Tuesday 9 August 2016

International Day of the World's Indigenous Peoples: The Right to Education

This year's International Day of the World's Indigenous Peoples is devoted to the right to education.
“Indigenous peoples have the right to establish and control their educational systems and institutions providing education in their own languages, in a manner appropriate to their cultural methods of teaching and learning.” (United Nations)

Photograph: School children stand on the deck of boat near St. Michael's Indian Residential School, Alert Bay, B.C. (National Centre for Truth and Reconciliation Archives) (via)

- The present:

"Barriers to education for indigenous students include stigmatization of indigenous identity and low selfesteem of indigenous learners; discriminatory and racist attitudes in the school environment, including in textbooks and materials and among non-indigenous students and teachers; language barriers between indigenous learners and teachers; inadequate resources and low prioritization of education for indigenous peoples, reflected in poorly trained teachers as well as lack of textbooks and resources."

"In Nunavut, the northernmost territory in Canada, Inuit high-school graduation rates are well below average, and only 40 per cent of all school-age indigenous children are attending school full time.
In Australia, participation of indigenous 15-19 year-olds in higher education stood at 60 per cent in 2013, well below the 80 per cent participation for all Australians in the same age group.
In the Latin America and Caribbean region, on average, 85 per cent of indigenous children attend secondary education, but only 40 per cent complete that level of education."
(United Nations)

- The link:

"The present plight, in terms of health, employment, education, living conditions and selfesteem, of so many Aborigines must be acknowledged as largely flowing from what happened in the past. The dispossession, the destruction of hunting fields and the devastation of lives were all related. The new diseases, the alcohol and the new pressures of living were all introduced. True acknowledgment cannot stop short of recognition of the extent to which present disadvantage flows from past injustice and oppression …"
(Human Rights and Equal Opportunity Commission Australia, 1997)

- The past:

"The aim of education is to destroy the Indian."
Nicholas Flood David Report, 1879

"Canada’s residential school system for Aboriginal children was an education system in name only for much of its existence. These residential schools were created for the purpose of separating Aboriginal children from their families, in order to minimize and weaken family ties and cultural linkages, and to indoctrinate children into a new culture—the culture of the legally dominant Euro-Christian Canadian society, led by Canada’s first prime minister, Sir John A. Macdonald. The schools were in existence for well over 100 years, and many successive generations of children from the same communities and families endured the experience of them."

"In justifying the government’s residential school policy, Canada’s first prime minister, Sir John A. Macdonald, told the House of Commons in 1883:
When the school is on the reserve the child lives with its parents, who are savages; he is surrounded by savages, and though he may learn to read and write his habits, and training and mode of thought are Indian. He is simply a savage who can read and write. It has been strongly pressed on myself, as the head of the Department, that Indian children should be withdrawn as much as possible from the parental influence, and the only way to do that would be to put them in central training industrial schools where they will acquire the habits and modes of thought of white men.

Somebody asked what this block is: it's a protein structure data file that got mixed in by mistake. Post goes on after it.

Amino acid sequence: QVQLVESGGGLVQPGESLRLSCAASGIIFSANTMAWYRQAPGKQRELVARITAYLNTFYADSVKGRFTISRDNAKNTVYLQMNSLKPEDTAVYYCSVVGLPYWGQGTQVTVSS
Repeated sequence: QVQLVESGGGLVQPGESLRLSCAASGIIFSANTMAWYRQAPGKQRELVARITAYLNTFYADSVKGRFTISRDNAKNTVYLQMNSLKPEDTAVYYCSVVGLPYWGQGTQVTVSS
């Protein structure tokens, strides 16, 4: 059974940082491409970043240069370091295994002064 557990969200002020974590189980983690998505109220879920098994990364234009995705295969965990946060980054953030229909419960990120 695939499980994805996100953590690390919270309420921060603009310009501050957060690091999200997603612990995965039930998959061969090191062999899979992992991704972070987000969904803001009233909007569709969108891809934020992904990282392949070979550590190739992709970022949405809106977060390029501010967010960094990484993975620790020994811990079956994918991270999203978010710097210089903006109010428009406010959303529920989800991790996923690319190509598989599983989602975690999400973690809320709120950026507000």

(Truth and Reconciliation Commission of Canada, 2015)

As Missionary Hugh McKay put it in 1903, the Indian residential school system was established to "kill the Indian in the child" (via).

- The future:

"Efforts should be made to ensure that indigenous peoples have access to education that is culturally and linguistically appropriate and that does not aim at or result in unwanted assimilation.
Instruction in the mother-tongue language is recommended for indigenous children, youth and adults. Where indigenous language is not the mother language (i.e. where the language is not being transmitted), language revitalization programmes should be integrated into the education system.
The educational attainment of indigenous women and girls often lags behind that of other segments of the population. Special priority must be given to ensuring that indigenous women and girls have access to and benefit from education.
Second chance, vocational training and adult literacy education programmes are an important element of inclusive education with many long-lasting benefits for indigenous peoples."
(United Nations)

Photograph: Girls brushing teeth in residential school (via)

- - - - - - - - - - -
- Human Rights and Equal Opportunity Commission Australia (1997) Bringing them home. National Inquiry into the Separation of Aboriginal and Torres Strait Islander Children from Their Families, 524 pages (pdf)
- Truth and Reconciliation Commission of Canada (2015) Honouring the Truth, Reconciling for the Future. Summary of the Final Report of the Truth and Reconciliation Commission of Canada, 536 pages (pdf)


  1. Thanks for the research on this! Great posting!

    1. There is so much more... there need to be follow-ups. Many thanks for your highly appreciated feedback, Kenneth!